OK, I will explain. Consider the line of code, in C++,
a += b. We can write this in matrix form as
(a) = (1 1) (a)
(b) (0 1) (b)
If we take the transpose of the matrix we get
(a) = (1 0) (a)
(b) (1 1) (b)
which is the same as the code
b += a. More generaly, any block of code that performs linear updates to variables can be converted to its adjoint by writing the steps backwards and transforming each line of code like this. A more complex example (exercise) is
a = 2*a+3*b-4*c; b = 2*awhich maps to
a += 2*b; b = 0; b += 3*a; c -= 4*a; a *= 2. If your code has loops, eg. iterates over arrays of variables, you just run the loops backwards. The application for me is that there is a published fast algorithm for some linear operator but I need the adjoint. Surprisingly the adjoint of the fast algorithm can actually turn out to be a whole new fast algorithm.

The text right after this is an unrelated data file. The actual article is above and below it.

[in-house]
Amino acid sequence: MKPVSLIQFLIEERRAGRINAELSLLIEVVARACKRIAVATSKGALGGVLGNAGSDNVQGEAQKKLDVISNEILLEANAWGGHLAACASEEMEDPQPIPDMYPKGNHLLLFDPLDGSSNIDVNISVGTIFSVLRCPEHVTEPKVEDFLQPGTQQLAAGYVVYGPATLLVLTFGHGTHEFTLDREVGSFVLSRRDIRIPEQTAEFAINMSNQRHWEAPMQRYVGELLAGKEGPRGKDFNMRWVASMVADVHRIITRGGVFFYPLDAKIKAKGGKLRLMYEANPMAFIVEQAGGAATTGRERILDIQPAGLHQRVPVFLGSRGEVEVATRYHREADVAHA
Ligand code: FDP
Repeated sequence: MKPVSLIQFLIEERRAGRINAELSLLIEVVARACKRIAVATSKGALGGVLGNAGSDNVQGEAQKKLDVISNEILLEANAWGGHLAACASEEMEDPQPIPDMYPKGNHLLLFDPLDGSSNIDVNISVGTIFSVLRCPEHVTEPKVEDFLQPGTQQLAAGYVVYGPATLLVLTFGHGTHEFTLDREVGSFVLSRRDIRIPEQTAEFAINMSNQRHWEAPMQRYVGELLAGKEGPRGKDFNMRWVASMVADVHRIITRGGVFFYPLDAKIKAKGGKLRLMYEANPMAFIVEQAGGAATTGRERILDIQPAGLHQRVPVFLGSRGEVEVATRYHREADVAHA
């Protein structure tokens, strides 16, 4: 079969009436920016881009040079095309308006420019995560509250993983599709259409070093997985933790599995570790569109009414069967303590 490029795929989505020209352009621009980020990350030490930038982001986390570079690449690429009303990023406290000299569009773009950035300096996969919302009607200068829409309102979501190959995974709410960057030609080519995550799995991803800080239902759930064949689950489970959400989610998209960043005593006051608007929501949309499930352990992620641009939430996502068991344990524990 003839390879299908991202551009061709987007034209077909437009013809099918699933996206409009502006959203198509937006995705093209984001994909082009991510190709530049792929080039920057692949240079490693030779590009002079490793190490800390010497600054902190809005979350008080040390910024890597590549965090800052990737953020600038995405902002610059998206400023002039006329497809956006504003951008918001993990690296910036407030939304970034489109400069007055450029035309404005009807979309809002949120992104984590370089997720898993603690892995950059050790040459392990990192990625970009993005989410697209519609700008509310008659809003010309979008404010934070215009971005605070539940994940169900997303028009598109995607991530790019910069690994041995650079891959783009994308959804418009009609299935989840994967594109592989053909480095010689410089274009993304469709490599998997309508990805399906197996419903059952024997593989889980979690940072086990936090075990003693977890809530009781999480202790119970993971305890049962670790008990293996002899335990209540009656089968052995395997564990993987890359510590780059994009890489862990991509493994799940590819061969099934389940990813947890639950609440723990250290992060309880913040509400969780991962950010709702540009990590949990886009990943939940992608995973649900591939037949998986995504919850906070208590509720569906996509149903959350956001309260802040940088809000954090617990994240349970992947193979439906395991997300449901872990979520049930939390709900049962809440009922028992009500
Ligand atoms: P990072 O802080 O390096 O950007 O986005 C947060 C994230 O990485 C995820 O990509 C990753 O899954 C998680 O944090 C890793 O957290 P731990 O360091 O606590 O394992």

Incidentally, I asked the journal editor for the expected turnaround time for the decision on whether to publish. He responded with the mean, standard deviation, extrema and quartiles. If only people like plumbers, doctors and cable installers could respond in this way. "If I attempt to fix this leak it has a 50% chance of taking 1 hour to fix, a 25% chance of taking 2 and there's a 5% chance I won't get it done today" rather than "I'm charging by the hour and it'll take as long as it takes unless there's a complication in which case it'll take longer".